Assuming that the individual has zero non-labour income and faces the income budget line of JZ, the individual would choose point A as the ‘optimal’ utility-maximizing point as it is the highest attainable indifference curve(tangent to the income budget line or MRS = |w/p|). At this point A, the individual will work Ls1 hours, enjoy La leisure hours and enjoy an income of Ca. Assuming the individual has attained a source of non-labour income, for example inheritance or lottery winnings, represented by vertical distance ZX on the graph. The income budget constraint will now become a kinked line KXZ. The presence of non-labour income allows the individual to reach a higher indifference curve and the new ‘optimal’ utility-maximizing point is the ‘tangency’ position at point B on indifference curve U3 and line KXZ. At point B, the individual will work Ls2 hours, enjoy Lb leisure hours and enjoy an income of Cb. The effect of the increase in non-labour income comparing Point A and B is An increase in utility (from U1 to U2) An increase in leisure time from La to Lb and a decrease in labour supply hours from Ls1 to Ls2 An increase in total income from Ca to Cb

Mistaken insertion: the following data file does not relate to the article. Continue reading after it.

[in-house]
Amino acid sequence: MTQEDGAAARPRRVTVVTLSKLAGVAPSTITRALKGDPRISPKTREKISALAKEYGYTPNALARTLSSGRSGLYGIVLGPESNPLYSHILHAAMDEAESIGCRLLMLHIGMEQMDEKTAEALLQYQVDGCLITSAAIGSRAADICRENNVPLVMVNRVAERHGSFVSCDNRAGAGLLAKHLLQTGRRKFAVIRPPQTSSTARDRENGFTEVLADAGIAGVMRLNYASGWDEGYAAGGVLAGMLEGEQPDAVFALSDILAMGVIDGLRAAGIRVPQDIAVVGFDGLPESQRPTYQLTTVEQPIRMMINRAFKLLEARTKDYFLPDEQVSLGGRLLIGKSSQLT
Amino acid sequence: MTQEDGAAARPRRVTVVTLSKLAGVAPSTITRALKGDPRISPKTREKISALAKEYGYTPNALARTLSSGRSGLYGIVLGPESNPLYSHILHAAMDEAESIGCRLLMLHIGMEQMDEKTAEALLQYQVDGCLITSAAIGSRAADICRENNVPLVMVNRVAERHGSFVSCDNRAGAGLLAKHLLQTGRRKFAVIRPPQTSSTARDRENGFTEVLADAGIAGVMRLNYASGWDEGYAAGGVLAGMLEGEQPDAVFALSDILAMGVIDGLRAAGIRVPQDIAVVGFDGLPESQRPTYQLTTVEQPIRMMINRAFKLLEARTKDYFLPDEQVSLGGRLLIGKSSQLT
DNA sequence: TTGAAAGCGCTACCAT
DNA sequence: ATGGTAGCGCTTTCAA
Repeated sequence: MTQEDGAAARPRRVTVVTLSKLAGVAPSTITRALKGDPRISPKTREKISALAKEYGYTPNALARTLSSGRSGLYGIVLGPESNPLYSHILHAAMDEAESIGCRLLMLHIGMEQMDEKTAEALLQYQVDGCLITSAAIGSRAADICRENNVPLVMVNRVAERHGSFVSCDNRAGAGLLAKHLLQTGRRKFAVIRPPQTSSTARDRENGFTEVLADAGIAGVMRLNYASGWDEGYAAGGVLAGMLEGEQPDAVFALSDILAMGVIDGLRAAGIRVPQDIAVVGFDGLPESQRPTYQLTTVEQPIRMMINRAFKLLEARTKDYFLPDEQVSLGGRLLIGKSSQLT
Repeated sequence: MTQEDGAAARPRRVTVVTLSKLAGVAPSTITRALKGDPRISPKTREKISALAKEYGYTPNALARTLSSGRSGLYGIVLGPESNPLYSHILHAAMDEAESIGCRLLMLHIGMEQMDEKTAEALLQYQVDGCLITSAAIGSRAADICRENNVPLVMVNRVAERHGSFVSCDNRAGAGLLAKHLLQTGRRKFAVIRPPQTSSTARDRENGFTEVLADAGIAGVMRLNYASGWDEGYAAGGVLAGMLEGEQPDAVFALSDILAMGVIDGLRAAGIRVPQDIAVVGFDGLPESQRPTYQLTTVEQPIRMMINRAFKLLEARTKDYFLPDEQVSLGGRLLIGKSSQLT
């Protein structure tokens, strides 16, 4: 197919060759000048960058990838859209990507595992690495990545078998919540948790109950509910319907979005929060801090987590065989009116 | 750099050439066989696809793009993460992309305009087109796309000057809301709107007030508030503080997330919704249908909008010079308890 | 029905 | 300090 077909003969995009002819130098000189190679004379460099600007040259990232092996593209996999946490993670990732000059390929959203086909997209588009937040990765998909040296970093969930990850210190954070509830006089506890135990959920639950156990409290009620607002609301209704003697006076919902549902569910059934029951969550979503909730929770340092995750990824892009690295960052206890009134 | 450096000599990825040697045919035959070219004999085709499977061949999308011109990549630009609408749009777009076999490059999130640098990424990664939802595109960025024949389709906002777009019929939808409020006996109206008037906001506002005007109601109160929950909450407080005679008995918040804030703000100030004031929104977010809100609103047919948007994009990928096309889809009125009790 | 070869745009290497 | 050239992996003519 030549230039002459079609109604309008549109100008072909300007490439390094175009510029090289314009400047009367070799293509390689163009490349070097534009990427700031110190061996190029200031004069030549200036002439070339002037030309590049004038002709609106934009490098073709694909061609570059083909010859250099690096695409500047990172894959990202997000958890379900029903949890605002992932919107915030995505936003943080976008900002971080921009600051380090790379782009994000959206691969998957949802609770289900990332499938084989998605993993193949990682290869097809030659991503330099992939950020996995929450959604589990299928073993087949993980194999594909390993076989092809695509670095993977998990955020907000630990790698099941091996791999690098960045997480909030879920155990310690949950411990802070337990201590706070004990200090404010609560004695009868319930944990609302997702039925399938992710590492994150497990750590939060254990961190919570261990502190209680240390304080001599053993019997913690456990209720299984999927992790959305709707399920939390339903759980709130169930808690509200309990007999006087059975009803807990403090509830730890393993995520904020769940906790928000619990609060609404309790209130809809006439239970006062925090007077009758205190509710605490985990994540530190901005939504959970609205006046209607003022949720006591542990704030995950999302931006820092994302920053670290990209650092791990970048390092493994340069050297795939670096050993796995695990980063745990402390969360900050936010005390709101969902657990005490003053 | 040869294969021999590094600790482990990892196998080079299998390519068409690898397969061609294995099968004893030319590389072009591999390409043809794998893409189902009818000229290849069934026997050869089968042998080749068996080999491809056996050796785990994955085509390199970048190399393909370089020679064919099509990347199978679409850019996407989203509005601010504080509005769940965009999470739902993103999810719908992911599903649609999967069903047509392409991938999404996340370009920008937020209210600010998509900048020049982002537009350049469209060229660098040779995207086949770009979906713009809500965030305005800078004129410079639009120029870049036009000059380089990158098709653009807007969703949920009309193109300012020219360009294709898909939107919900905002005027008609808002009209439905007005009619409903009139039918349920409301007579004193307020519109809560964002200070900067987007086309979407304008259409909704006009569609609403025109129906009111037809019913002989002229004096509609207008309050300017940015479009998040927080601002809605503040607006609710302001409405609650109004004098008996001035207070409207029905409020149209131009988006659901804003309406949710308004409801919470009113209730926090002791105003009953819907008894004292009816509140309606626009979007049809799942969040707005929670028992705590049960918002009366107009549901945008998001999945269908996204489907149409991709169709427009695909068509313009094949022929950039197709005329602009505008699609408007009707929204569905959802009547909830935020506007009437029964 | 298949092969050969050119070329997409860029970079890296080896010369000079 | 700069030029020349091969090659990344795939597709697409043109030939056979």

The key result is that desired hours of work will decrease(increase) when non-labour income increases(decreases), assuming leisure is a normal good.
Effect of Increase in Non-Labour Income in Labour Participation
Assuming there is no non-labour income, the income budget line is represented by the line JZ and the ‘optimal’ utility-maximizing point is Point A on the indifference curve U0 and line JZ (where MRS=|w/p|). The individual will work Ls1 hours and enjoy La hours of leisure. Consider an increase in non-labour income represented by XZ, assuming no change in wage rate, the income budget line will be parallel to JZ or KXZ. The new kinked budget line will allow the individual to reach a higher indifference curve U1 and enjoy...